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'The potential rewards far outweighed the risks of exporting'

As more companies in Northern Ireland look into their export potential, we speak to The Lava Group's CEO, Gareth Morrison, who has set his sights on Australia and Canada for the next move with its biometric software solutions and connected health products

Published 30/08/2016

Lava Group CEO Gareth Morrison is looking to expand way beyond the shores of the UK and Ireland
Lava Group CEO Gareth Morrison is looking to expand way beyond the shores of the UK and Ireland

When we first started to properly consider exporting as the next step for our company the question we had to address first was: "Do we really want to do this?"

Not only would our outgoing expenses increase rapidly, we would face cultural issues and language barriers, there would be time differences to factor in, we wouldn't know the markets as well as we know our own and we would join many other companies trading at the mercy of fluctuating exchange rates.

At the end of this discussion we were still left with a resounding "yes" in response. Aside from everything we had to be realistic and see that Northern Ireland and Ireland represents such a small percentage of the market that we can tap into. We want to explore these opportunities and grow our company. In our opinion the risks were far outweighed by the potential rewards.

Our first stop was to speak to Invest NI who supported us to commission a report looking at the best locations for us to target first. We also appointed a business development executive to carry out market research, identify trends, look at competitors and assess demand.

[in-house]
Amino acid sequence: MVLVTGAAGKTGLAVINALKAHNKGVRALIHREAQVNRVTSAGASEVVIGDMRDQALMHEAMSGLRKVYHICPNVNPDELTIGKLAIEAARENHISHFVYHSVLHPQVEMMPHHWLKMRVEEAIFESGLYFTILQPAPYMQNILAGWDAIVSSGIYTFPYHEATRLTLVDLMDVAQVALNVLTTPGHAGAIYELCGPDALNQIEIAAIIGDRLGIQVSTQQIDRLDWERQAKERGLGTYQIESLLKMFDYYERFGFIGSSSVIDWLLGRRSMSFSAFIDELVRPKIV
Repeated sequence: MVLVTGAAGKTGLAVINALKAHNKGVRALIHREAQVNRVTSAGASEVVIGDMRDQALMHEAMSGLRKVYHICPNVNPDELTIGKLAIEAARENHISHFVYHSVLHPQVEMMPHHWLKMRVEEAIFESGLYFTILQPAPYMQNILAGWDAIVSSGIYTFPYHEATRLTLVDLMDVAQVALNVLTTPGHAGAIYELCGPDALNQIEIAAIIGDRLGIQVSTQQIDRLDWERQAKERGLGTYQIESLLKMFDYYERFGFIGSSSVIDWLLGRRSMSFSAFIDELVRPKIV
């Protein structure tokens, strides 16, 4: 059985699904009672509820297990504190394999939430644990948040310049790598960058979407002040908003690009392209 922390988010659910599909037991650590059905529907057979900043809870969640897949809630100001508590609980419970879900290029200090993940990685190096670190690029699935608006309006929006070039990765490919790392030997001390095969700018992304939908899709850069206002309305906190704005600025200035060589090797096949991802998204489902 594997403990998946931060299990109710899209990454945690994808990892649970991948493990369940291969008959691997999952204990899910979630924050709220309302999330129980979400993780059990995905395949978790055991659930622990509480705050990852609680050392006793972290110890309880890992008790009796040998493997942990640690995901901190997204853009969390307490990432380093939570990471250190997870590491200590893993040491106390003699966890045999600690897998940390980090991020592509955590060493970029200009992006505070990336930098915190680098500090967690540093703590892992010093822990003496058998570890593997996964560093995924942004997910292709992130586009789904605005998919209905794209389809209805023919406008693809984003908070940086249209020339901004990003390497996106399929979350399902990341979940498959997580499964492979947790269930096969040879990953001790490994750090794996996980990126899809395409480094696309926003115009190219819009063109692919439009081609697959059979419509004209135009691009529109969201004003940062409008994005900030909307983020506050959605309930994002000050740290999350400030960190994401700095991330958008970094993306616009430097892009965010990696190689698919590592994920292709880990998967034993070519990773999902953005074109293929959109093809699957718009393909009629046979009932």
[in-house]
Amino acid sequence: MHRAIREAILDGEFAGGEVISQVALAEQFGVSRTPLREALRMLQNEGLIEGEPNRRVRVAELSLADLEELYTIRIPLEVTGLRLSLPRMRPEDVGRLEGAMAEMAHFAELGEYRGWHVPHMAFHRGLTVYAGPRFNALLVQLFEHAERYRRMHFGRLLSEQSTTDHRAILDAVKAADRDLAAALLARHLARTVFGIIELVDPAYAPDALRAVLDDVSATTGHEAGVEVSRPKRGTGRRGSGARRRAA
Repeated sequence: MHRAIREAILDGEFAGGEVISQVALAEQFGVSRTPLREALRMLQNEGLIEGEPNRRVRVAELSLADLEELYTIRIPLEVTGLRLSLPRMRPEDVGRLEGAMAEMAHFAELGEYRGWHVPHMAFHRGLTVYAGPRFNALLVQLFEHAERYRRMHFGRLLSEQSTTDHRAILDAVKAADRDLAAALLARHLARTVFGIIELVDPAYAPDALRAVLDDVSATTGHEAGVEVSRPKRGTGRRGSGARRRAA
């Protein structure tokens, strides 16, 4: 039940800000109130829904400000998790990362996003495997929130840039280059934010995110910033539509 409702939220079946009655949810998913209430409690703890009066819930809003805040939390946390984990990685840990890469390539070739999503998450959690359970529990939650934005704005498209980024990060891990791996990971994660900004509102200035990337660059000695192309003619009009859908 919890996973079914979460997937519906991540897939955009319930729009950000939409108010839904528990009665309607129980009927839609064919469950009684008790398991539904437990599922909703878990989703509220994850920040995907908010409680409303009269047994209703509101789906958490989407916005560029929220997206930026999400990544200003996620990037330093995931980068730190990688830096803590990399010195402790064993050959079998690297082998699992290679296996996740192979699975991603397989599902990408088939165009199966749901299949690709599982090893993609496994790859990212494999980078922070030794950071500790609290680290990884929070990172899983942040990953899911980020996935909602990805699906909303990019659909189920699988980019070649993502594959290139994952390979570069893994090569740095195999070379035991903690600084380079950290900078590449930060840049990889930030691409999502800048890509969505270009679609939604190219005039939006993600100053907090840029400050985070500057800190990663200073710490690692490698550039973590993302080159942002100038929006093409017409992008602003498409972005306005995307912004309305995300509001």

If there is one thing that we are learning about export it is that you need to be very strategic in your approach.

We already know that we will simply find no demand for some of our products in certain markets. Take Bahrain as an example. We have recently received funding from the Connected Health Innovation Centre to develop a behavioural analysis device to monitor for signs of agitation in patients with autism. However, in a country like Bahrain, where the behavioural issues of children often go unaddressed, we know that parents are not actively seeking solutions of this nature.

When looking at the locations we have had to consider whether that country would have the budget to spend on a product. We have had to ask if the residents have disposable income for a connected health device or if the government has the budget to install innovative monitoring solutions in high security facilities.

We have also had to consider the competition within those markets, looking specifically at the number of indigenous producers and FDI companies based there who could be supplying potential clients of ours. Likewise if we will be the first one into that country, our marketing may need to take on a far wider purpose.

We have now narrowed our strongest options to Australia and Canada and in fact we have just returned from our first trade mission to Australia, which has given us greater knowledge of that market.

Both countries share similar currencies to us, they have similar systems and speak English. They represent large markets for our products and the companies have the correct budget sizes to support a profitable exchange.

At this stage we are in the process of finalising an agreement with a distributor in Australia and have secured another relationship with a company in the UK for one of our monitoring products. Progress is also being made in Canada, where initial contact has been made with potential partners.

Everything is looking very positive and we are hopeful that we will have our first signed export contract before the end of 2016.

Belfast Telegraph

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